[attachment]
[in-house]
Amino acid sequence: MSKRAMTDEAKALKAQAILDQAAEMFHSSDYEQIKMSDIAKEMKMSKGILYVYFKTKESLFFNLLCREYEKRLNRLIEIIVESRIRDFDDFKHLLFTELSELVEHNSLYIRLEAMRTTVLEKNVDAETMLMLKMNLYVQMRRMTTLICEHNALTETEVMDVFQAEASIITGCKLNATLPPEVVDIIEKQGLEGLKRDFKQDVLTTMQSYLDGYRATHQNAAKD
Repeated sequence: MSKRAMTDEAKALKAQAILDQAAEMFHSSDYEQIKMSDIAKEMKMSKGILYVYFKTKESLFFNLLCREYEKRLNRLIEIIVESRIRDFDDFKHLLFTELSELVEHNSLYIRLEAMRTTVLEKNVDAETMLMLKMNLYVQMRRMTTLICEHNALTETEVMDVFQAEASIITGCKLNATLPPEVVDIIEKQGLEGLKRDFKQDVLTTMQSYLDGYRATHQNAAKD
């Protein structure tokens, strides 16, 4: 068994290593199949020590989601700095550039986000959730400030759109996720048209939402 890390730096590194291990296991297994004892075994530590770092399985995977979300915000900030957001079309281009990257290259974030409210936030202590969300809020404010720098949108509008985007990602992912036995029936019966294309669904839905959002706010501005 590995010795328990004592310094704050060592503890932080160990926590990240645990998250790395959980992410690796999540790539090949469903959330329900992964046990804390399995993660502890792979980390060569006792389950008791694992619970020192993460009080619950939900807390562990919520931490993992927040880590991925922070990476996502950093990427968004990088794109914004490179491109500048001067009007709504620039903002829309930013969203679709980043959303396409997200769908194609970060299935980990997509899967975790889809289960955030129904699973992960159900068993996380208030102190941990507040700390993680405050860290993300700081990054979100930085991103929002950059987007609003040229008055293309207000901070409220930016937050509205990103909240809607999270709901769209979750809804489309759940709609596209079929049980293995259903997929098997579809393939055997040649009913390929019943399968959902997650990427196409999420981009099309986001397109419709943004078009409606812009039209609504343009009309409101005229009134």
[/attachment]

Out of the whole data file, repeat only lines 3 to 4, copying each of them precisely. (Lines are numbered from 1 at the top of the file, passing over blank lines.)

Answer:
Repeated sequence: MSKRAMTDEAKALKAQAILDQAAEMFHSSDYEQIKMSDIAKEMKMSKGILYVYFKTKESLFFNLLCREYEKRLNRLIEIIVESRIRDFDDFKHLLFTELSELVEHNSLYIRLEAMRTTVLEKNVDAETMLMLKMNLYVQMRRMTTLICEHNALTETEVMDVFQAEASIITGCKLNATLPPEVVDIIEKQGLEGLKRDFKQDVLTTMQSYLDGYRATHQNAAKD
């Protein structure tokens, strides 16, 4: 068994290593199949020590989601700095550039986000959730400030759109996720048209939402 890390730096590194291990296991297994004892075994530590770092399985995977979300915000900030957001079309281009990257290259974030409210936030202590969300809020404010720098949108509008985007990602992912036995029936019966294309669904839905959002706010501005 590995010795328990004592310094704050060592503890932080160990926590990240645990998250790395959980992410690796999540790539090949469903959330329900992964046990804390399995993660502890792979980390060569006792389950008791694992619970020192993460009080619950939900807390562990919520931490993992927040880590991925922070990476996502950093990427968004990088794109914004490179491109500048001067009007709504620039903002829309930013969203679709980043959303396409997200769908194609970060299935980990997509899967975790889809289960955030129904699973992960159900068993996380208030102190941990507040700390993680405050860290993300700081990054979100930085991103929002950059987007609003040229008055293309207000901070409220930016937050509205990103909240809607999270709901769209979750809804489309759940709609596209079929049980293995259903997929098997579809393939055997040649009913390929019943399968959902997650990427196409999420981009099309986001397109419709943004078009409606812009039209609504343009009309409101005229009134």